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LDAPS config with alternate domain

Posted on 2011-09-21
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Last Modified: 2012-05-12
Hello,
we have a Windows AD domain, let's call it domain.com.
We now have a requirement to allow a 3rd party web app to access LDAPS, so our users can authenticate against AD from this 3rd party app.

To do this, we need to install a certificate on our DC for LDAPS.
The 3rd party requires a certificate from a trusted root CA (i.e. VeriSign)

PROBLEM: Our internal domain, "domain.com" exists in the real world and does not belong to us, so we cannot get a cert for it.

How can I make LDAPS available on my domain controller using MYdomain.com externally, but access domain.com internally?

Info :

- we have exchange 2010 so no (easy) domain rename possible
- Self-signed cert is not accepted
- DC is Windows 2003


Thanks,
SG
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Question by:TNetworks
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Expert Comment

by:khairil
ID: 36572623
Hi,

You should explore AD Federation Service for this. It is what AD FS build for, here is info what AD FS is, http://msdn.microsoft.com/en-us/library/windows/desktop/ms674895(v=vs.85).aspx

And how to set it up, http://technet.microsoft.com/en-us/library/cc731443(WS.10).aspx

Those articles are for Windows 2008 DC, AD FS 1.0 exist in Windows 2003 R2.

If you are using AD FS then you just need to create valid cert for AD FS web front end only.

IF IN CASE you are not using DC that at least Windows 2003 R2, then you have choice:

1.  To upgrade it to Windows 2008 R2 - with proper migration plan of course.
Or
2. Using Indentity Lifecycle Management (currently know as Forefront Life Cycle), it manages and consolidate login.
Or
3. Have a look on OAuth architecture. OAuth is design to allow 3rd party to use your credetial to access resources. Your credential can be anything, including AD.
Or
4. You need to programme it yourself. Using token passing and web service - it actually depend on how you programme it.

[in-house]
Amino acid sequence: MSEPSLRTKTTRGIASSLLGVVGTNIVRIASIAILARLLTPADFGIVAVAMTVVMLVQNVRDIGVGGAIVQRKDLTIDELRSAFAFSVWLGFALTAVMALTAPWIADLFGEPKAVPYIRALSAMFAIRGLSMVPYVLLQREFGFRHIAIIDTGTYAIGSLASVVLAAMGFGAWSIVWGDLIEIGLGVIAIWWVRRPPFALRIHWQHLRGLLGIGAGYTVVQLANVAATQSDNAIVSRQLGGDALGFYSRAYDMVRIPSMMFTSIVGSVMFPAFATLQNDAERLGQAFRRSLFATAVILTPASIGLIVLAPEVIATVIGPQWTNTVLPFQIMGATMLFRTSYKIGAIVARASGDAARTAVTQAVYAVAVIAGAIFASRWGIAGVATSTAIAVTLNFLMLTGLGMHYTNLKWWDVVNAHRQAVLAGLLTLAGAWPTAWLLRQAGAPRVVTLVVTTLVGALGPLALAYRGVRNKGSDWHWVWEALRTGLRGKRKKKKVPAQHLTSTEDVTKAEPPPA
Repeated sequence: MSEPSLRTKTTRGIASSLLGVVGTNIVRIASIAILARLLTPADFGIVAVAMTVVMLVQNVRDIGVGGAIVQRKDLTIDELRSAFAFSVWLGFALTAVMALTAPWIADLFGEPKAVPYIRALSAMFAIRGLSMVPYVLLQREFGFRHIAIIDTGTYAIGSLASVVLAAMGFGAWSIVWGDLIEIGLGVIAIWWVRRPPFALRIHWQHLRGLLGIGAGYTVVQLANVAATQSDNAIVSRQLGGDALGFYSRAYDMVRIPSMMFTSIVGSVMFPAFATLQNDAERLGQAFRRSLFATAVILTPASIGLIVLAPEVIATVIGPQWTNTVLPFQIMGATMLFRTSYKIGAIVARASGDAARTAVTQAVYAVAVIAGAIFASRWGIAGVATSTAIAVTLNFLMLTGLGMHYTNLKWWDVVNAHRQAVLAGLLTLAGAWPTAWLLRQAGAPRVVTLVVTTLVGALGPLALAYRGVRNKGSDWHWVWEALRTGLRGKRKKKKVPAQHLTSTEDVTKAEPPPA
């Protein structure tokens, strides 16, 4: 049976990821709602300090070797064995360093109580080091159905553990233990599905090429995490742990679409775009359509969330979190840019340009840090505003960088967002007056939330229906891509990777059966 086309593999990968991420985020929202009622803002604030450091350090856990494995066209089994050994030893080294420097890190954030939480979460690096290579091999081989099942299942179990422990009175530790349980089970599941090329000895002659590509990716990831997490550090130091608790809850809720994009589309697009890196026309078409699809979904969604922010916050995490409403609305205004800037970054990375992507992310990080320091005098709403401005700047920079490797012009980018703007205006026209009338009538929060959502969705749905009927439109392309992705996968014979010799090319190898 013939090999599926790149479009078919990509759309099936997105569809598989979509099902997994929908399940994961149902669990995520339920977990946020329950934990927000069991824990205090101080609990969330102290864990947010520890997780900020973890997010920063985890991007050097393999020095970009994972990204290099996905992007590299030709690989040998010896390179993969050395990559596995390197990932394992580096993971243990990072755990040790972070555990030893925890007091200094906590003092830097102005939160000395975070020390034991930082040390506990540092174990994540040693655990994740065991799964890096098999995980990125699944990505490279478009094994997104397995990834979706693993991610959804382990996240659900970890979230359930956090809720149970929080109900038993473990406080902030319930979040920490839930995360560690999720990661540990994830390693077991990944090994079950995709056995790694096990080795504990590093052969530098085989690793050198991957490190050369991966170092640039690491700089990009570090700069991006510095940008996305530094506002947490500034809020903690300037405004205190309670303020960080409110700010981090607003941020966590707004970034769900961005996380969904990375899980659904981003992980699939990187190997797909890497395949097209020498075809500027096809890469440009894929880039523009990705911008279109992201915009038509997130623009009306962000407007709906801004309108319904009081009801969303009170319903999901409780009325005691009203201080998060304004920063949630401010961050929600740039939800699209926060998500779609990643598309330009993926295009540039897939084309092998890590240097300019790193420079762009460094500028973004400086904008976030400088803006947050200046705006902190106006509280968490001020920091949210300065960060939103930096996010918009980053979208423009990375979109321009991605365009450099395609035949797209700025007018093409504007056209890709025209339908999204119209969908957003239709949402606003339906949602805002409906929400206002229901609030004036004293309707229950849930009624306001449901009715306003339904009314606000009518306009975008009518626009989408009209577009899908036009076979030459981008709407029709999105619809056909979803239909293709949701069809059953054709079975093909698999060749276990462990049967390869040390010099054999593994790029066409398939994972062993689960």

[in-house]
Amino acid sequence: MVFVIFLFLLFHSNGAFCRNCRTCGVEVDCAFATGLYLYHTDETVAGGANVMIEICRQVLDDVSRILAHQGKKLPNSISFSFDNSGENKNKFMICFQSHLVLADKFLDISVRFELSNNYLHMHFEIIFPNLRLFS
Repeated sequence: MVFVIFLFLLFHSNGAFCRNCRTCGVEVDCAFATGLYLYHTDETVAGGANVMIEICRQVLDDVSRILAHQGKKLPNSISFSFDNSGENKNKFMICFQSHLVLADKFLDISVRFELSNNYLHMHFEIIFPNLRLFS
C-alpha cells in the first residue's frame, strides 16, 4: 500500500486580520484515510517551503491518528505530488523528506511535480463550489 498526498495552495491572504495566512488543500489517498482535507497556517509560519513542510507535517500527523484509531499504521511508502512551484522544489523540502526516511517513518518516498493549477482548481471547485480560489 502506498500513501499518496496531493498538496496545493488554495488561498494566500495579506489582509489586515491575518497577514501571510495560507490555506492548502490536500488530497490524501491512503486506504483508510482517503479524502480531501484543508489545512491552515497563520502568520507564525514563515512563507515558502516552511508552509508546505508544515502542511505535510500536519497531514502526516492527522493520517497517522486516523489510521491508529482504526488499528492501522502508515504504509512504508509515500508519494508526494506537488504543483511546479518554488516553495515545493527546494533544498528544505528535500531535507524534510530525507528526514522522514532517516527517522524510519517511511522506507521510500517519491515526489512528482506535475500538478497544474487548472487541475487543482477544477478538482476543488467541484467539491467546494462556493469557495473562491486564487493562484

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Author Comment

by:TNetworks
ID: 36573297

The external service will be accessing LDAPS directly, that is, there will be a firewall rule allowing inbound access to port 636 on the DC.

ADFS looks like it's a single sign on architecture that validates tokens across a homogeneous security landscape.  Not sure if that's what is necessary here, but I will read more.

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Expert Comment

by:khairil
ID: 36577908
Frankly, I not really suggest you to open your ldap server to the outsider, it's really dangerous as other people can access  it as well and do the brute force to gain user creadetial.

If you really need them to authenticate your user then the best way to do is to ask them to setup their own AD infrastucture then do Forest Level trust relation between your forest and domains. So that they can call their own server to validate your user. It is what we do when integrating our AD between 2 organizations.
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Author Comment

by:TNetworks
ID: 36578822
The LDAPS connection will only be allowed from networks we configure (at the firewall level) so please don't concern yourself with that.  Having the 3rd party make any infrastructure or topology changes is not possible.
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khairil earned 500 total points
ID: 36578855
emm.. then do the changes on your side. Create another forest with proper naming, make your other forest to trust each other. For authentication from third party just publish the new forest.
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